The medium is the rude message

The problem with e-mail is that it came about before schoolmarms could prepare people to use it, therefore it was simply thrown to the the barbarians, or at least our most barbaric impulses.

They used to teach us how to write a letter, which always had to start with the proper salutation, such as “Dear sir,” or “Dear madam,” or “Dear sirs,” after which would come the text of the letter and then the closure, almost always “Sincerely,” or even “Sincerely yours” if you were in a particularly ingratiating mood.

A flowery opening such as “Dear sir,” or even “My dear sir,” immediately puts one on a higher plane of civility, the tone of which is sure to be continued in the text. Following “Dear sir” with “You idiot!” just doesn’t fit, it’s a clear case of mixing applies and oranges. A critical letter is more likely to transition from “Dear sir” to something like this: “With all due respect, I must take exception to the comments you expressed on the subject of . . .”

Indeed, the entire process of writing and posting a genuine letter is almost certain to produce a civil tone. First, you must find the paper, then a writing implement, and only then can you begin the epistle. By which time you’ve no doubt calmed down from the initial reaction to whatever prompted your letter and are thinking more rationally. Upon completing the letter, one must find a stamp and then walk or drive to the mailbox. This provides a lengthy cooling off period, when one might have second thoughts, rip open the envelope, discard the “Dear idiot,” salutation, and proceed in a more civilized tone.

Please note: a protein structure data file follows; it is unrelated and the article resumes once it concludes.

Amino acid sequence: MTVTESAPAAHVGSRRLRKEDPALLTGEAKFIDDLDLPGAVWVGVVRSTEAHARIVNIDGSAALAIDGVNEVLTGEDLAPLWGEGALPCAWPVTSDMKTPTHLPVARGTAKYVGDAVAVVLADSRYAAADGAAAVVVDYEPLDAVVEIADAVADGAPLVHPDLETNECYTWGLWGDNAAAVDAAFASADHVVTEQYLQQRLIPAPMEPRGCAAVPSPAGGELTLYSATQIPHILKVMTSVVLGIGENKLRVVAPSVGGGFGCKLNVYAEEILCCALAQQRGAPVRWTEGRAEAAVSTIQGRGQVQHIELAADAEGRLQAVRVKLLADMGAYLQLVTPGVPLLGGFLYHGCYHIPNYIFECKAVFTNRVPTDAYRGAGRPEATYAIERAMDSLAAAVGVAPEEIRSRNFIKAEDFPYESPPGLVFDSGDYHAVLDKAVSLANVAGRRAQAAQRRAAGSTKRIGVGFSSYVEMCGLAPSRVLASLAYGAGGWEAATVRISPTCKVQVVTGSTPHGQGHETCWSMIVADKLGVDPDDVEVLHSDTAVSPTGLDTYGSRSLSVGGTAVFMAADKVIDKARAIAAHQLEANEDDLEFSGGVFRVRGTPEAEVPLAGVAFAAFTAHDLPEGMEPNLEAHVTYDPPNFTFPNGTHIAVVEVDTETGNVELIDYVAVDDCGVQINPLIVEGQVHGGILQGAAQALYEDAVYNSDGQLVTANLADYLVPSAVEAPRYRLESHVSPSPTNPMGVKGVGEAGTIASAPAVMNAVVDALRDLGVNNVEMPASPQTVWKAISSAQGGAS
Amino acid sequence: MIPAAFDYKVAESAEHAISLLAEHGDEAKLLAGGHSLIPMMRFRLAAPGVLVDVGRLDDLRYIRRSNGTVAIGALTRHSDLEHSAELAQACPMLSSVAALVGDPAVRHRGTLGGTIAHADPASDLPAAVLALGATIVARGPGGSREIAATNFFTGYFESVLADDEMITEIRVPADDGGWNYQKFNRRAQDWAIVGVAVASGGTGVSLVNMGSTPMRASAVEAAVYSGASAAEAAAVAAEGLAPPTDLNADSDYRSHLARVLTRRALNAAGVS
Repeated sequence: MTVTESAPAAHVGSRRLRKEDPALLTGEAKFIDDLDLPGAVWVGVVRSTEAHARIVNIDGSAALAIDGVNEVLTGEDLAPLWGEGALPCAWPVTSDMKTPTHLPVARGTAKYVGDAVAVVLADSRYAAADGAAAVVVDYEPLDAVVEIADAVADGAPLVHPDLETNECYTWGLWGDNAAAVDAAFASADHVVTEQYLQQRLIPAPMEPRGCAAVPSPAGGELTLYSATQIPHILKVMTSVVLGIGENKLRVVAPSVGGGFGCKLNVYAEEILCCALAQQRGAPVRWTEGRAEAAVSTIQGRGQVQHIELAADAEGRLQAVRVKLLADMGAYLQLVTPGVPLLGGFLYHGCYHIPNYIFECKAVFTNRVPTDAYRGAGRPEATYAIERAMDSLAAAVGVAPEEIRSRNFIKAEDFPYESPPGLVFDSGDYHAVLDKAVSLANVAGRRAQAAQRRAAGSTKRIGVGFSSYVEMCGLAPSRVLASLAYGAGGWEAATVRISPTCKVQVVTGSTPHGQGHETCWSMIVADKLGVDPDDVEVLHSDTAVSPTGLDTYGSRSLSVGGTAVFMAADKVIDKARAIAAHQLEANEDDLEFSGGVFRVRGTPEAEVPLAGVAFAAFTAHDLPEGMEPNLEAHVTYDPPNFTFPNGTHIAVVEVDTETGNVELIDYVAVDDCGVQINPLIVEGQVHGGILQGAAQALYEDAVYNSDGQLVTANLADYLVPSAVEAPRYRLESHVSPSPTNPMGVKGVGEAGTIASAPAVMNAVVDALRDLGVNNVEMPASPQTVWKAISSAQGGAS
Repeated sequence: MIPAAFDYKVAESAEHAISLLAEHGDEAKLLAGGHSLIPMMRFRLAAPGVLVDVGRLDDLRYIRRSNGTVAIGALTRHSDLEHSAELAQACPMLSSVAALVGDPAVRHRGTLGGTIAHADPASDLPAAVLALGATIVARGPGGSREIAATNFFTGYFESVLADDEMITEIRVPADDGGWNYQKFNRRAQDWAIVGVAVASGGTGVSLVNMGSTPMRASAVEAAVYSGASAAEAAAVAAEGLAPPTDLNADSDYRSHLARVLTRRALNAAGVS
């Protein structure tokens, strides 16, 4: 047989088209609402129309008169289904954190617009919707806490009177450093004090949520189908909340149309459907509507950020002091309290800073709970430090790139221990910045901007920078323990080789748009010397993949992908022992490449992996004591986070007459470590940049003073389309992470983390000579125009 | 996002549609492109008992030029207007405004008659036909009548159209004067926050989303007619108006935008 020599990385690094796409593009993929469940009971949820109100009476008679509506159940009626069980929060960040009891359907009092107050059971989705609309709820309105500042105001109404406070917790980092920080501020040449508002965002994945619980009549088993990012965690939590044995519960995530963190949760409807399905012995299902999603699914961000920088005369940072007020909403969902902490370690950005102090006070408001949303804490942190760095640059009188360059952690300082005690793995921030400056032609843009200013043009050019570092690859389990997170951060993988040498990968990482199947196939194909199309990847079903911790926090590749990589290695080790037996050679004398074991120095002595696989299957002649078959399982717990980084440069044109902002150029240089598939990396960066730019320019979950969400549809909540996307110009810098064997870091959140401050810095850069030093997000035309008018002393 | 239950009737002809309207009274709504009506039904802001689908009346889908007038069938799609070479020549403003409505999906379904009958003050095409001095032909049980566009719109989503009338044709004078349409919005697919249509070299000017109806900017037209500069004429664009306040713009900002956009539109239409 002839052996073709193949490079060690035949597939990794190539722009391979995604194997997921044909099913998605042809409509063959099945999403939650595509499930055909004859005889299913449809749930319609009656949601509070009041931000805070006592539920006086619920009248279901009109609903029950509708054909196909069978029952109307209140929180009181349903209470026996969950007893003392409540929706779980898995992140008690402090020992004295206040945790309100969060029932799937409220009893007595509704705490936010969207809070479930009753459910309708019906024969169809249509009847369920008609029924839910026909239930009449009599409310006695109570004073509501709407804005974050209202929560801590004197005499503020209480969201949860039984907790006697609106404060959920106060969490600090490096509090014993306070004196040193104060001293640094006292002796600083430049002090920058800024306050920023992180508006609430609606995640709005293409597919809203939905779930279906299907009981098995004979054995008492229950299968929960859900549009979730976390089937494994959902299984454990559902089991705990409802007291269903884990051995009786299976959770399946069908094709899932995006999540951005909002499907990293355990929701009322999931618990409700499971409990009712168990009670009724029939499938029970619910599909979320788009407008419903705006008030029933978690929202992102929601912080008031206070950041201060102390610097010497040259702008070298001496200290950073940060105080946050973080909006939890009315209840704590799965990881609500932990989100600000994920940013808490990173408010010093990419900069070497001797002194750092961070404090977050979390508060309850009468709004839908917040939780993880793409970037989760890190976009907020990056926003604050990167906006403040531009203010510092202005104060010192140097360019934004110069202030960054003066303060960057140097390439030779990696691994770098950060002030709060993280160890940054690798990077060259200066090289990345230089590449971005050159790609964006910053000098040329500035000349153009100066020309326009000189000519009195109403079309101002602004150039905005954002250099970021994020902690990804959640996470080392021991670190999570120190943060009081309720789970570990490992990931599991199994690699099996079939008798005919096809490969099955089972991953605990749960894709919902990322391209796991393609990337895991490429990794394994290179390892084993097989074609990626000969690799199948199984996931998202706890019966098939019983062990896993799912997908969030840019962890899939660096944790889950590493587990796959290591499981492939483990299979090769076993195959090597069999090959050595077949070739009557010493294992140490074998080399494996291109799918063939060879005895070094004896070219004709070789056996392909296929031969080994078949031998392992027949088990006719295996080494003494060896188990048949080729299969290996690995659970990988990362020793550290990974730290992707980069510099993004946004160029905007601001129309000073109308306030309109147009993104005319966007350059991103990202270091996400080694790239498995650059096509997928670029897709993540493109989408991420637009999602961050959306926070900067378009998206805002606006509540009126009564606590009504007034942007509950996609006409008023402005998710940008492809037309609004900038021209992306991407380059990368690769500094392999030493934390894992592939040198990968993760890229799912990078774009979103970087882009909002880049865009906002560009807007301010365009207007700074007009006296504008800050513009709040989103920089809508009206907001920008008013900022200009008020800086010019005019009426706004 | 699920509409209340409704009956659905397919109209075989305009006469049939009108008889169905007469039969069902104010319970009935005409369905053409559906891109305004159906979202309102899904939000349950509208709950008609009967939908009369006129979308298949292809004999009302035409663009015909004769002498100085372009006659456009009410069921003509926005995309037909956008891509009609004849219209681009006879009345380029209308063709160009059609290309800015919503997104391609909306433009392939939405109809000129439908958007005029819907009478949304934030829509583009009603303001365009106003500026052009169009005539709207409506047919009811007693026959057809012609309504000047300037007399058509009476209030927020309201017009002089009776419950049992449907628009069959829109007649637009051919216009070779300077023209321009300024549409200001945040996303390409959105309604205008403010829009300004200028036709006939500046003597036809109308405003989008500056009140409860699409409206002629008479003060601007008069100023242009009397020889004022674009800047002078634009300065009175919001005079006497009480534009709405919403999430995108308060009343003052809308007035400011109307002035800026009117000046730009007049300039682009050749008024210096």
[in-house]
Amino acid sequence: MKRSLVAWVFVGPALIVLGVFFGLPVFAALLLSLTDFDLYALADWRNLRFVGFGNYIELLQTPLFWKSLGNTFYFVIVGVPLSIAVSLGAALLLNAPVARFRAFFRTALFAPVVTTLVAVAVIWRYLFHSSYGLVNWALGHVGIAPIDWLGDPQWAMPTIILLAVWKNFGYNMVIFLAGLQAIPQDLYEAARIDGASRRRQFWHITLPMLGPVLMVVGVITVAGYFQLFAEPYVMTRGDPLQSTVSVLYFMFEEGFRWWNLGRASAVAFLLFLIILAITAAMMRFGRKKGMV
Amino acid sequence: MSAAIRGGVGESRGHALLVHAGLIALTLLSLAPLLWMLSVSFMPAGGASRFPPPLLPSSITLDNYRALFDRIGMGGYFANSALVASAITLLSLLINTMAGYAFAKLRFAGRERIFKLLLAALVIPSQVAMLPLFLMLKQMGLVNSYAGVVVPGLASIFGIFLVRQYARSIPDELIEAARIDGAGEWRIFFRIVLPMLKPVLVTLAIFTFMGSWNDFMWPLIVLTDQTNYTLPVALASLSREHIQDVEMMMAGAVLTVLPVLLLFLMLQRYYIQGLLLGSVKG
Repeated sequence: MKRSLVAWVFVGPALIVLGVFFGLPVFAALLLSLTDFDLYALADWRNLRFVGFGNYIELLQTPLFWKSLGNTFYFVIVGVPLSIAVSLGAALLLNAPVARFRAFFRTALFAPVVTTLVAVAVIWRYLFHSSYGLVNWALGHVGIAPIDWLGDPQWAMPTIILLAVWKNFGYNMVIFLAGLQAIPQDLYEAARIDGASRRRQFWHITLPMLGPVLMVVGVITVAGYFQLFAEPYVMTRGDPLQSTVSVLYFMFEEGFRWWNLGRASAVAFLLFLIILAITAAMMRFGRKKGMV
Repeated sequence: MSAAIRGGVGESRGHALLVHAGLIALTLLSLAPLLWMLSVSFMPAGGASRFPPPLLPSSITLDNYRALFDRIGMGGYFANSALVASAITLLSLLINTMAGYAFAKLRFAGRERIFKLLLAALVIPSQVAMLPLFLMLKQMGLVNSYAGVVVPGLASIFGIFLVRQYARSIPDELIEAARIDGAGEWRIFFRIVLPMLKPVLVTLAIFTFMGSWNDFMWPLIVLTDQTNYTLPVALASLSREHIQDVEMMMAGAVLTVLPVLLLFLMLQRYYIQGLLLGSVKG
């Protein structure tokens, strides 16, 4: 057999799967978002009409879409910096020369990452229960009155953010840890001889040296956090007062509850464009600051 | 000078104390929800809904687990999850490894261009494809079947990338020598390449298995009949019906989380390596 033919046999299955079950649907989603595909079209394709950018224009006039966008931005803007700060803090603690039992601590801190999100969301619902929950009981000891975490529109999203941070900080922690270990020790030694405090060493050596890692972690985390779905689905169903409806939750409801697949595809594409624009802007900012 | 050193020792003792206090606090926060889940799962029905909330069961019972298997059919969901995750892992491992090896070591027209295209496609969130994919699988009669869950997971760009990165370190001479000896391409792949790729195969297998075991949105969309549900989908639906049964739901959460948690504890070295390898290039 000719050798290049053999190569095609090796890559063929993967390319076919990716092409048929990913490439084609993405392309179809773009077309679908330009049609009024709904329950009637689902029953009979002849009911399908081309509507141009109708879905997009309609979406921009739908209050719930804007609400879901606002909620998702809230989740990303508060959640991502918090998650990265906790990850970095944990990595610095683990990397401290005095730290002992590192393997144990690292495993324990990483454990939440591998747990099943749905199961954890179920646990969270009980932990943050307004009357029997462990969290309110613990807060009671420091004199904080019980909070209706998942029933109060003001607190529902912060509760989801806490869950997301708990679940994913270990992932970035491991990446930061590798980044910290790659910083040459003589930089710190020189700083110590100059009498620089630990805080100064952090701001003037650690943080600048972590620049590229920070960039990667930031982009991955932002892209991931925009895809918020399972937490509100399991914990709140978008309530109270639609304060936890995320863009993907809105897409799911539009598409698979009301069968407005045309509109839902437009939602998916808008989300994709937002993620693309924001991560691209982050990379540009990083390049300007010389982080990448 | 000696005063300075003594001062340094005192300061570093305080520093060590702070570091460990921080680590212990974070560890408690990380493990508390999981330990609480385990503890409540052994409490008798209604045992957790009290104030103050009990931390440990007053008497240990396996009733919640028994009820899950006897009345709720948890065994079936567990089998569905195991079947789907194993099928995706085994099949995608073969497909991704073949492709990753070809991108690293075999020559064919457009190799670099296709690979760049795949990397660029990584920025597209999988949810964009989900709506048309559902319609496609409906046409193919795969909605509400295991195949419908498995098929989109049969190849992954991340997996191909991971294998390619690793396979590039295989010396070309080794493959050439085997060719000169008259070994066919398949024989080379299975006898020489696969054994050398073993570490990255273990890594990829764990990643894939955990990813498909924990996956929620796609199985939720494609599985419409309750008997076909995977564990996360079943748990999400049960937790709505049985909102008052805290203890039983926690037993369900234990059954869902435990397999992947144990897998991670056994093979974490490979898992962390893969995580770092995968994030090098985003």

Such is not the case with e-mail, which is a medium that inspires rudeness. As an example, one might read something in the newspaper with which one disagrees and run to the computer to dash off a response. The computer with its keyboard and video screen looks more like a missile launch control system from which one’s enemies can be instantaneously vaporized than it does a letter-writing device, and that is often how e-mail is used. Type in a few angry words, thrown in a rude adjective or two such as “idiot,” “moron” or “insipid,” and then press the “send button,” which is like a hair trigger on a .45 caliber pistol. Once you press the button, there’s no time for second thoughts, no cooling off period, the deadly message is on its way to the target with no chance of retrieval.

Haven’t we all wished at times we could push the “unsend” button and pull that e-mail back for a well-deserved rewrite? Anyone who invents a way to suck an e-mail back to the originating machine will be able to buy and sell Bill Gates.

Until that invention occurs, we should be more careful when sending e-mails. People who are polite as politicians in public often come across as rude and obnoxious in an e-mail, which of course can instantly be re-sent to any number of people who will be able to relish in your rudeness, and perhaps dash off a rude reply in return. Cyberspace is churning with thoughts that that should never have been sent, but can never be retrieved or torn up and thrown in the trash.

Hopefully, third grade classrooms across the nation are filled with schoolmarms who are telling kids to be polite when they write e-mails, and to use a proper salutation and closure. And most importantly, don’t hit the “send” button until you’ve walked around the house three times.

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